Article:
Charlottetown Islanders coach proud of team following 'historic season'

·2 min read
The Charlottetown Islanders made it to the QMJHL final for the first time in their 19-year history. They were eliminated by the Shawinigan Cataractes on Saturday. (Oli Croteau - image credit)
The Charlottetown Islanders made it to the QMJHL final for the first time in their 19-year history. They were eliminated by the Shawinigan Cataractes on Saturday. (Oli Croteau - image credit)

The head coach of the Charlottetown Islanders says he's proud of what his team accomplished this year despite a bittersweet ending to a "historic season."

The Islanders made it to the QMJHL final for the first time in their 19-year history following a season that saw them win a 48 regular-season games, a team record.

After dropping the first three games of the championship series against the Shawinigan Cataractes, the Islanders escaped elimination by routing their opponents 7-0 in Game 4.

It was looking good for the Islanders for most of Game 5 on Saturday. They led by two goals in the second period.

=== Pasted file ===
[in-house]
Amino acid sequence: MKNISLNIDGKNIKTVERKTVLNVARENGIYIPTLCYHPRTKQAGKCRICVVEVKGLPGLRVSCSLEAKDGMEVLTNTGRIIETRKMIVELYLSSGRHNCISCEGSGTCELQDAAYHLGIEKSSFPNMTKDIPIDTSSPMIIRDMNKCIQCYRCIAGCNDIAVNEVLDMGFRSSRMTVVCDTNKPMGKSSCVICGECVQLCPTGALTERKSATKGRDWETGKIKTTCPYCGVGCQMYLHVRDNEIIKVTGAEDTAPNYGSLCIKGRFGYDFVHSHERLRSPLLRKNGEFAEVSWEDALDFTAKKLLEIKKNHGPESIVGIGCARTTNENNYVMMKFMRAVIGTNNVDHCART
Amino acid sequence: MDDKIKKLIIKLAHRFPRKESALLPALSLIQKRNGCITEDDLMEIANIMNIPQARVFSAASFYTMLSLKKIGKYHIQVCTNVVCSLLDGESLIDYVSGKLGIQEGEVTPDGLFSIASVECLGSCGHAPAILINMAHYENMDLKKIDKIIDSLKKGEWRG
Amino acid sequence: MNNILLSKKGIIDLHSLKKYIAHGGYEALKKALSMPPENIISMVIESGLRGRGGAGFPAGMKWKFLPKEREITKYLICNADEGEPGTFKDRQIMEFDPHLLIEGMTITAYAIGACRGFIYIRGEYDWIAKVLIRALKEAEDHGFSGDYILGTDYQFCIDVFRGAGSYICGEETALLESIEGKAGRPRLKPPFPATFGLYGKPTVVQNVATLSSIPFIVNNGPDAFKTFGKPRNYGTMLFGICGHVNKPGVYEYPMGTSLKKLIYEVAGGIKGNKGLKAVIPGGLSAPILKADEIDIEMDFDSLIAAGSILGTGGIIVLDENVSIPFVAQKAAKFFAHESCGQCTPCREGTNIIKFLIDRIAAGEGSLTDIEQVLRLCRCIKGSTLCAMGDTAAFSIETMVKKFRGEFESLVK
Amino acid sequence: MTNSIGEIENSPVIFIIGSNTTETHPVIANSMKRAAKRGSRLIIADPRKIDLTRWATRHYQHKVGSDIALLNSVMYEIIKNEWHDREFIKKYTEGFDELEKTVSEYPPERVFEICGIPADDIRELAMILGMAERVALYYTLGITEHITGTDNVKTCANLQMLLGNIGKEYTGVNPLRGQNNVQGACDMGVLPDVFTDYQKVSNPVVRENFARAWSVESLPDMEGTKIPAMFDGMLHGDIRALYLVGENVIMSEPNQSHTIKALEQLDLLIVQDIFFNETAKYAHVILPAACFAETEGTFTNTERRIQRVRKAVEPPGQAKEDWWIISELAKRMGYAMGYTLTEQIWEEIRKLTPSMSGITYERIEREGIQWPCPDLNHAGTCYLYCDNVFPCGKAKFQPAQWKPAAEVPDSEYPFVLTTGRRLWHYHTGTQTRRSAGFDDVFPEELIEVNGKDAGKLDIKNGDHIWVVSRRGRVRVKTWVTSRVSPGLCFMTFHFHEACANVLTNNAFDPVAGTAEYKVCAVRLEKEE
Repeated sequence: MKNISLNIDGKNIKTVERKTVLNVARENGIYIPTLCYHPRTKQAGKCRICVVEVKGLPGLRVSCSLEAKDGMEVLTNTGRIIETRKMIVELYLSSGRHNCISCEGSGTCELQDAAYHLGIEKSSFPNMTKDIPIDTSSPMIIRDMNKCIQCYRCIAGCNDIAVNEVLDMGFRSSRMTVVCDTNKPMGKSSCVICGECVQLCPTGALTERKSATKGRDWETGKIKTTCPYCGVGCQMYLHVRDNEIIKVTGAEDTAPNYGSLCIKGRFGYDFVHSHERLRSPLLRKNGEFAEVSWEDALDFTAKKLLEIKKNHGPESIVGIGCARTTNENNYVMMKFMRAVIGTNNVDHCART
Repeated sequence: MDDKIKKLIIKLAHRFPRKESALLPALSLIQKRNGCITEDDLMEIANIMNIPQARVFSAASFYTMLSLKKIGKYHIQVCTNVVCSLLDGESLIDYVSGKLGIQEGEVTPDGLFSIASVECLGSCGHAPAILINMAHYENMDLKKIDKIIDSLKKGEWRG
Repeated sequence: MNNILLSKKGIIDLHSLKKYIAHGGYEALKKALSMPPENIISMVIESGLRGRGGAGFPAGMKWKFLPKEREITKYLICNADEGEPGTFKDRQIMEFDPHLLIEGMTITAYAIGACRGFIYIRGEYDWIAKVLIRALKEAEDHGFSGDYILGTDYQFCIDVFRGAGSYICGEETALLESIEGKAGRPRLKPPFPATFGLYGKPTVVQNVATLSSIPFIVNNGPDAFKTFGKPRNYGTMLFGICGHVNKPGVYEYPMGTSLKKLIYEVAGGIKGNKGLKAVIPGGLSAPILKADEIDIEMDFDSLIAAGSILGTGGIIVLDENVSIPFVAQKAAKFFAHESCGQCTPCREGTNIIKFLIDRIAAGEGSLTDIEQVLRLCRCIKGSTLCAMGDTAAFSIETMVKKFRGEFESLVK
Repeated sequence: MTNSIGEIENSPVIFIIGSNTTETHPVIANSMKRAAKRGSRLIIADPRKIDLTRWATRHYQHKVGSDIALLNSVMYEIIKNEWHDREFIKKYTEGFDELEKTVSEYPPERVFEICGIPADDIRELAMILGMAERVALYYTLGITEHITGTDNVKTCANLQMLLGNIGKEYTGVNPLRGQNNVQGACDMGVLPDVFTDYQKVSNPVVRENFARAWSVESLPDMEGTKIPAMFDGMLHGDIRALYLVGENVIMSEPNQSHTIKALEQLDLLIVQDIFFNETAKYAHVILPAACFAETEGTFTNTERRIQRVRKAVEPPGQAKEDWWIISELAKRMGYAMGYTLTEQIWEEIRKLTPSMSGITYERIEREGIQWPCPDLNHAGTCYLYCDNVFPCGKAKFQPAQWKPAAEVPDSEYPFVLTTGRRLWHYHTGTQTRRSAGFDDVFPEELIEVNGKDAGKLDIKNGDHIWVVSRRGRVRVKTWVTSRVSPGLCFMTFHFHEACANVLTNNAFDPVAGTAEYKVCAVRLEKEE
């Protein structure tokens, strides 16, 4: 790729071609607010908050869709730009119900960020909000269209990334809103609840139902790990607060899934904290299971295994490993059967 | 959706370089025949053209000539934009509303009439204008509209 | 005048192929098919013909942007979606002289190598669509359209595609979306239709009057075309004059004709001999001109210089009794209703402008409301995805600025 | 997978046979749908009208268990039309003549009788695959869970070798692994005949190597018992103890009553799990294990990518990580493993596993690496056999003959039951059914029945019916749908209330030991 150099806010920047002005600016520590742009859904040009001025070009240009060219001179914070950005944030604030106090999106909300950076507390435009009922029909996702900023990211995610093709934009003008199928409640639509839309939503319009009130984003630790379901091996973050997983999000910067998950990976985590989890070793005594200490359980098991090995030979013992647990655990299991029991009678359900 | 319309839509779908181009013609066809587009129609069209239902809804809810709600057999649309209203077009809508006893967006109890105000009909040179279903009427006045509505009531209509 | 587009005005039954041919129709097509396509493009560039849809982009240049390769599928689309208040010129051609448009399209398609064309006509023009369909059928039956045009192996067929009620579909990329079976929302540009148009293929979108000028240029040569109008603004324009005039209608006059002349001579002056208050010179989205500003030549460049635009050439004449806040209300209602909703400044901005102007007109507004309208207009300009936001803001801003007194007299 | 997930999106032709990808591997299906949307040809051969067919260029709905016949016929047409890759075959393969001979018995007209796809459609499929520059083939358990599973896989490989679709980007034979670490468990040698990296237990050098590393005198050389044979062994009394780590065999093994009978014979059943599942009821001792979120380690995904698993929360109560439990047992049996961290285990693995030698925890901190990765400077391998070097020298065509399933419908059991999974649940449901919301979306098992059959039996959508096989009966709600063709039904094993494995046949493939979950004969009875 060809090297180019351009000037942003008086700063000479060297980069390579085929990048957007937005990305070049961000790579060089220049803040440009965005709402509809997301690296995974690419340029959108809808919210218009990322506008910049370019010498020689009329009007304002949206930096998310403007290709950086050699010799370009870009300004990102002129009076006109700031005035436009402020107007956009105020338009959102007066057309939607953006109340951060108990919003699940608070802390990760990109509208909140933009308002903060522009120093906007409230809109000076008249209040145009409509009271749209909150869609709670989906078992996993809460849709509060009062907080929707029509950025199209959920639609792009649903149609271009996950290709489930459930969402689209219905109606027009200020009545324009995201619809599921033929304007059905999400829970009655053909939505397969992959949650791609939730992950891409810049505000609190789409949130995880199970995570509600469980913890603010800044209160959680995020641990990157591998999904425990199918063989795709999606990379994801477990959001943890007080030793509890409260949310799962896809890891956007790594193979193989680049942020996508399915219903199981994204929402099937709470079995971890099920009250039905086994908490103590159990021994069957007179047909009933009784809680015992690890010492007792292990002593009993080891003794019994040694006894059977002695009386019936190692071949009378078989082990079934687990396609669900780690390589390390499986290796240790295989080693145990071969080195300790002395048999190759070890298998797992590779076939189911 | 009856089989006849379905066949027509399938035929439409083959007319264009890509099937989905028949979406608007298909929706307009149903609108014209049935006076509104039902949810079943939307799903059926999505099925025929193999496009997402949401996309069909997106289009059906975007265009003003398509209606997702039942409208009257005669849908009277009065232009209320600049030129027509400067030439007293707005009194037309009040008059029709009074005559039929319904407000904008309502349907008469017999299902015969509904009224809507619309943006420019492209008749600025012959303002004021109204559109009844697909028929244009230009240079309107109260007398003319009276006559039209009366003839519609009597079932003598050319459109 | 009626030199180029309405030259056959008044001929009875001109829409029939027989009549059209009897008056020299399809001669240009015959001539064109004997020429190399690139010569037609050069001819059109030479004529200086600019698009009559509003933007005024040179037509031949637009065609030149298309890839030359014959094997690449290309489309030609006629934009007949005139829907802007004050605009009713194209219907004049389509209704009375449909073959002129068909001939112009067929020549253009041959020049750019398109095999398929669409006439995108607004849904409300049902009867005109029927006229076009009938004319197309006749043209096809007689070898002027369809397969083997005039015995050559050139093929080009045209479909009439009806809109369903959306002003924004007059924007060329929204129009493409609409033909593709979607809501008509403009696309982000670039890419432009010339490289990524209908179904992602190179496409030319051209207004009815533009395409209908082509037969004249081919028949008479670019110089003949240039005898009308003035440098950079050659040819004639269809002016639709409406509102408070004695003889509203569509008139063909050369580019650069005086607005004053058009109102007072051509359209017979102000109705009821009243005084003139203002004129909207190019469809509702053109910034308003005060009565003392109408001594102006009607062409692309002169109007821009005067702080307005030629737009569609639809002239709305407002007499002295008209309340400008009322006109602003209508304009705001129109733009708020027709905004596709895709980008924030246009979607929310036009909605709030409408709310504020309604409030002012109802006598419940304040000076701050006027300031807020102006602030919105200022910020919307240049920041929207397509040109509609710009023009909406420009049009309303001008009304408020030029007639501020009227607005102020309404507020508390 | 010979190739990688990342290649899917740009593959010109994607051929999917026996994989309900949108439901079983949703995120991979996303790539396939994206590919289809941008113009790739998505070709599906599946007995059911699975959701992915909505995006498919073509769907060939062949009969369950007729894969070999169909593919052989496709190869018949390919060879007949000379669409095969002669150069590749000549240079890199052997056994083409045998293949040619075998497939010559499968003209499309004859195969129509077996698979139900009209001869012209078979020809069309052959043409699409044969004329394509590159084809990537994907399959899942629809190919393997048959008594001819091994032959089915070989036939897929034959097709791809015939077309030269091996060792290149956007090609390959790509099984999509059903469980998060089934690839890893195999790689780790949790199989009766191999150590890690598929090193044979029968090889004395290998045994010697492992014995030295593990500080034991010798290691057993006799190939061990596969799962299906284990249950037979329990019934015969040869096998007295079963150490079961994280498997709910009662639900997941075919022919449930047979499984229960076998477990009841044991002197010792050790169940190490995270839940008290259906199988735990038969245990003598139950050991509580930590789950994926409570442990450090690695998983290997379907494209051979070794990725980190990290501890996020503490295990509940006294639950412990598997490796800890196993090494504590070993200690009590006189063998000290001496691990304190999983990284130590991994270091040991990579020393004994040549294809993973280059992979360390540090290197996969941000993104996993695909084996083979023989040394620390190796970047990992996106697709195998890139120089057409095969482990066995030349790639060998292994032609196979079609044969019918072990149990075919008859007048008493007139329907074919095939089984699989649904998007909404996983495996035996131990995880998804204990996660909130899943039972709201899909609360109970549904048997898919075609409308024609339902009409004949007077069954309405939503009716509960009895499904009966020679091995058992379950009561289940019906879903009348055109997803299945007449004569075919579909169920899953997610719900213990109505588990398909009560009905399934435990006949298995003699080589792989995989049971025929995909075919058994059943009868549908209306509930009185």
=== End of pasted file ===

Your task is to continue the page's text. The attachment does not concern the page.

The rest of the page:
But the Cataractes came roaring back, tying the game 3-3 in the third and forcing overtime. Shawinigan scored 40 seconds into overtime, ending Charlottetown's season.

"The sting of the defeat is obviously still fresh," said coach Jim Hulton. "The closer you get to the championship, the harder it is to accept when you don't achieve your goal.

"Losing is very hard. And so as a group, we were devastated last night. We thought we had a team that was capable of winning a championship. And, unfortunately, … we ran into a team that capitalized on a number of chances."

The team has made deep playoff runs before, with three semifinal appearances. But Hulton, who has been coaching the team for the last seven years, said getting even a step further is a significant achievement.

"The message to our kids is to hold their heads up high and be proud of their accomplishments," he said. "I think in time we'll understand the magnitude of our season, but right now we're still focusing on the fact we didn't win a championship."

Hulton said the team now enters a rebuilding phase as a number of players graduate from the league.

"We'll be starting with what will be a young team next year," he said. "It will be a lot more of a teaching and development environment. That's the nature of junior hockey. It works in a cyclical pattern."

But, for now, Hulton thanked the fans.

"To see a sold-out Eastlink Centre for three games is gratifying," he said. "It's been a long time since the building's been packed, especially in light of the COVID situation the last couple of seasons. So all in all, just a huge thank you for all the support locally."

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